SJ: “I needed to get over myself, to get permission from these people to embody them.”  Her internal process for writing, crafting, becoming these multiple characters involves, then, a letting go in preparation for delivering her characters.

ADS: The question is addressed from both the physical and business dimensions of the challenge of one person shows.  For her the hardest part is how she needs to live to carry off the athletic feat of performing the show — the stamina, the voice saving (she muses on the challenge of staying in touch with people by phone in the days before email).  And the business.  “I end up being a one person show in how I deliver the business of it” too.  [At this point she muses on the cultural fear of the “diva” stemming from historical traveling bands of performers who relied on a single female singer and proposes that the “diva” female archetype may come from the fear of the woman leaving.  I find this fascinating and provocative as a frame for the “diva”.]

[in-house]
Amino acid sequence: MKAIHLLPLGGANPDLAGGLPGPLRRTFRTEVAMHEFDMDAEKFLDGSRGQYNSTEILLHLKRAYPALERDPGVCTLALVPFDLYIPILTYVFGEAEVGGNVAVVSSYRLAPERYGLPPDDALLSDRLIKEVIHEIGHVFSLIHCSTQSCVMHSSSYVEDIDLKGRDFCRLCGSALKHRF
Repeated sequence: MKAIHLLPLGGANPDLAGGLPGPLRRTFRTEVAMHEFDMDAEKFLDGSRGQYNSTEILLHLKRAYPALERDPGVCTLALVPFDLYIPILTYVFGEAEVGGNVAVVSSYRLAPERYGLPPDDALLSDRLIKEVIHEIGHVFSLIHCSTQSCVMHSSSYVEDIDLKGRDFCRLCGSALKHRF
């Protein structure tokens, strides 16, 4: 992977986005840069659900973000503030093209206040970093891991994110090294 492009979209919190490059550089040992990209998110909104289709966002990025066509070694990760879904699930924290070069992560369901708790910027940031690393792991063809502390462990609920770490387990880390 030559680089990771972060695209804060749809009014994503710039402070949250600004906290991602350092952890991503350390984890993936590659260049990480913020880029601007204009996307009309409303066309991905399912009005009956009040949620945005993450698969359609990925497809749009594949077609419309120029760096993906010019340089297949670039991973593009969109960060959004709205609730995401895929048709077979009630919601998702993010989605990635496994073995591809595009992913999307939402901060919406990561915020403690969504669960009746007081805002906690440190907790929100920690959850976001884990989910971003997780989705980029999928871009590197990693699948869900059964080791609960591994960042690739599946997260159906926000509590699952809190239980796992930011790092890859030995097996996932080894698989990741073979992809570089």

LK: Take up the theme of managing her performances and her business as a business and learning to fight for what she needs and what has been agreed.  There is no “next time” promise acceptable for missed cues or unsupplied resources.  “When you’re on stage, every time is the time.”

ADS: A diva joke (via Jessye Norman) make her point on this tenacity — “What’s the difference between a diva and a pit bull?  Jewelry.”  She respects and feels a great responsibility to her audiences and feels an obligation to “never leave an audience unattended.”

MD: Finds loneliness hard in one man shows.  He recalls the collective energy of ensemble shows and, while everyone was doing their own thing out there, everyone lived through and can afterwards process the jointly experienced performance immediately afterward.

Q: [to Sarah Jones] How do you balance the range of characters you portray?

SJ: She balances through the numbers of characters she includes in her shows. And, she admits, some characters are more difficult for her to get into initially.  She provides the example of a white racist male cop who is featured in one of her shows (and gets into his voice while discussing him).  She could even love him.  “I had to get inside his experience to love him.”